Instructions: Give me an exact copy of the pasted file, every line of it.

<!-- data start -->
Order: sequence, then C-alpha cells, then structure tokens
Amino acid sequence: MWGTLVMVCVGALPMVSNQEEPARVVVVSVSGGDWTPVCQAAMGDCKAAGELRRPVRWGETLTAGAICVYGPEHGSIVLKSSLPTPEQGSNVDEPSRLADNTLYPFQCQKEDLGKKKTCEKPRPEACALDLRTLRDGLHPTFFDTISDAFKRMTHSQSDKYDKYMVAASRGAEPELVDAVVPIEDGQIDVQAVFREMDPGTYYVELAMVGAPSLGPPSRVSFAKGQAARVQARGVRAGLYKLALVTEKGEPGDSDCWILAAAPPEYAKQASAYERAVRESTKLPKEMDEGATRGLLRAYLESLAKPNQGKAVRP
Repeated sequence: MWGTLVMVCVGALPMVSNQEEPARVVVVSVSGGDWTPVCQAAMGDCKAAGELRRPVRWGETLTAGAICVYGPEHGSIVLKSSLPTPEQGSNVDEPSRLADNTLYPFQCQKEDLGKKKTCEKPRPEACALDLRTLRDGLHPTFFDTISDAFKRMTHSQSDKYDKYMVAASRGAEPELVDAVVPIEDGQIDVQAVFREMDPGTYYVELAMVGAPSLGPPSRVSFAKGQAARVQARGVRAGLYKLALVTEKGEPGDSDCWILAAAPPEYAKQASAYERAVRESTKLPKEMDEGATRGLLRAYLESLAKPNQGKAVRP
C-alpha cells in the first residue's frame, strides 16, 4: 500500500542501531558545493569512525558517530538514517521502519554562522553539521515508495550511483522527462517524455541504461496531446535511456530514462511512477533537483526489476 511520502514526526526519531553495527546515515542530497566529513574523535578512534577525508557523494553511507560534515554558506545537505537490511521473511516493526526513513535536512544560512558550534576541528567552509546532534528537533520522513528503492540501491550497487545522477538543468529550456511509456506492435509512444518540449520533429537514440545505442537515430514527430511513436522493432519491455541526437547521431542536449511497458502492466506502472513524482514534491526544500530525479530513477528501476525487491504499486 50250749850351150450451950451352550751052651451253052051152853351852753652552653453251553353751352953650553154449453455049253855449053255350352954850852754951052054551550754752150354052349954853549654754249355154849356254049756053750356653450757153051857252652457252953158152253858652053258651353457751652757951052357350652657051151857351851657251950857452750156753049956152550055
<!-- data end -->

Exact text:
Order: sequence, then C-alpha cells, then structure tokens
Amino acid sequence: MWGTLVMVCVGALPMVSNQEEPARVVVVSVSGGDWTPVCQAAMGDCKAAGELRRPVRWGETLTAGAICVYGPEHGSIVLKSSLPTPEQGSNVDEPSRLADNTLYPFQCQKEDLGKKKTCEKPRPEACALDLRTLRDGLHPTFFDTISDAFKRMTHSQSDKYDKYMVAASRGAEPELVDAVVPIEDGQIDVQAVFREMDPGTYYVELAMVGAPSLGPPSRVSFAKGQAARVQARGVRAGLYKLALVTEKGEPGDSDCWILAAAPPEYAKQASAYERAVRESTKLPKEMDEGATRGLLRAYLESLAKPNQGKAVRP
Repeated sequence: MWGTLVMVCVGALPMVSNQEEPARVVVVSVSGGDWTPVCQAAMGDCKAAGELRRPVRWGETLTAGAICVYGPEHGSIVLKSSLPTPEQGSNVDEPSRLADNTLYPFQCQKEDLGKKKTCEKPRPEACALDLRTLRDGLHPTFFDTISDAFKRMTHSQSDKYDKYMVAASRGAEPELVDAVVPIEDGQIDVQAVFREMDPGTYYVELAMVGAPSLGPPSRVSFAKGQAARVQARGVRAGLYKLALVTEKGEPGDSDCWILAAAPPEYAKQASAYERAVRESTKLPKEMDEGATRGLLRAYLESLAKPNQGKAVRP
C-alpha cells in the first residue's frame, strides 16, 4: 500500500542501531558545493569512525558517530538514517521502519554562522553539521515508495550511483522527462517524455541504461496531446535511456530514462511512477533537483526489476 511520502514526526526519531553495527546515515542530497566529513574523535578512534577525508557523494553511507560534515554558506545537505537490511521473511516493526526513513535536512544560512558550534576541528567552509546532534528537533520522513528503492540501491550497487545522477538543468529550456511509456506492435509512444518540449520533429537514440545505442537515430514527430511513436522493432519491455541526437547521431542536449511497458502492466506502472513524482514534491526544500530525479530513477528501476525487491504499486 50250749850351150450451950451352550751052651451253052051152853351852753652552653453251553353751352953650553154449453455049253855449053255350352954850852754951052054551550754752150354052349954853549654754249355154849356254049756053750356653450757153051857252652457252953158152253858652053258651353457751652757951052357350652657051151857351851657251950857452750156753049956152550055